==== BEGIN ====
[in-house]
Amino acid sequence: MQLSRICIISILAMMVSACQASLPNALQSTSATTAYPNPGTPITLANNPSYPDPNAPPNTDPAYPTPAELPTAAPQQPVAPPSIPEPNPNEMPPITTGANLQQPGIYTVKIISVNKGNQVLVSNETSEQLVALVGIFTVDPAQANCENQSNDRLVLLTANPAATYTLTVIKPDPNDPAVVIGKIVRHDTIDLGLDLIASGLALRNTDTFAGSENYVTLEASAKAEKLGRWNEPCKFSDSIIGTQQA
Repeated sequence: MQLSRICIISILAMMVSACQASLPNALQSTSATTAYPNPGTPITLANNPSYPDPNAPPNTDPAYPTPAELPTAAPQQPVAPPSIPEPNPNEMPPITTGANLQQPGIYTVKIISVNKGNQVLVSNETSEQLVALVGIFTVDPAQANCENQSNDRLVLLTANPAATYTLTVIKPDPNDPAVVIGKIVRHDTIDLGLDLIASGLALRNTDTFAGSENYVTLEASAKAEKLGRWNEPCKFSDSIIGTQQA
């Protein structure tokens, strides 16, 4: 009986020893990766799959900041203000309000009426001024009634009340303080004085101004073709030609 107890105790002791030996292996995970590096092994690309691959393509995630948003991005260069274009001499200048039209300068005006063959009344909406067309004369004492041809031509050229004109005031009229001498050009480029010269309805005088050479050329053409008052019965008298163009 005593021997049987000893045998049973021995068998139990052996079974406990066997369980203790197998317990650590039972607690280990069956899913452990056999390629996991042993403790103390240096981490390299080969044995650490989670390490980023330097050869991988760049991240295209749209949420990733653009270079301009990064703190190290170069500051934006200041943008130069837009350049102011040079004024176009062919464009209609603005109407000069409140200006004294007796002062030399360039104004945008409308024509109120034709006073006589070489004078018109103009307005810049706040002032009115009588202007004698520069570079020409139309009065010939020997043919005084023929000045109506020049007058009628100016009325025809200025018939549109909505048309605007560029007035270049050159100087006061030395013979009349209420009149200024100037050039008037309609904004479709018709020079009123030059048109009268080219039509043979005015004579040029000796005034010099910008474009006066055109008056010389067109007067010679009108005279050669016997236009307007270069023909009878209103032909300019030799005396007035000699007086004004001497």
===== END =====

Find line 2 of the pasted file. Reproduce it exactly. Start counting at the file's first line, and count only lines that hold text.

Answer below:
Amino acid sequence: MQLSRICIISILAMMVSACQASLPNALQSTSATTAYPNPGTPITLANNPSYPDPNAPPNTDPAYPTPAELPTAAPQQPVAPPSIPEPNPNEMPPITTGANLQQPGIYTVKIISVNKGNQVLVSNETSEQLVALVGIFTVDPAQANCENQSNDRLVLLTANPAATYTLTVIKPDPNDPAVVIGKIVRHDTIDLGLDLIASGLALRNTDTFAGSENYVTLEASAKAEKLGRWNEPCKFSDSIIGTQQA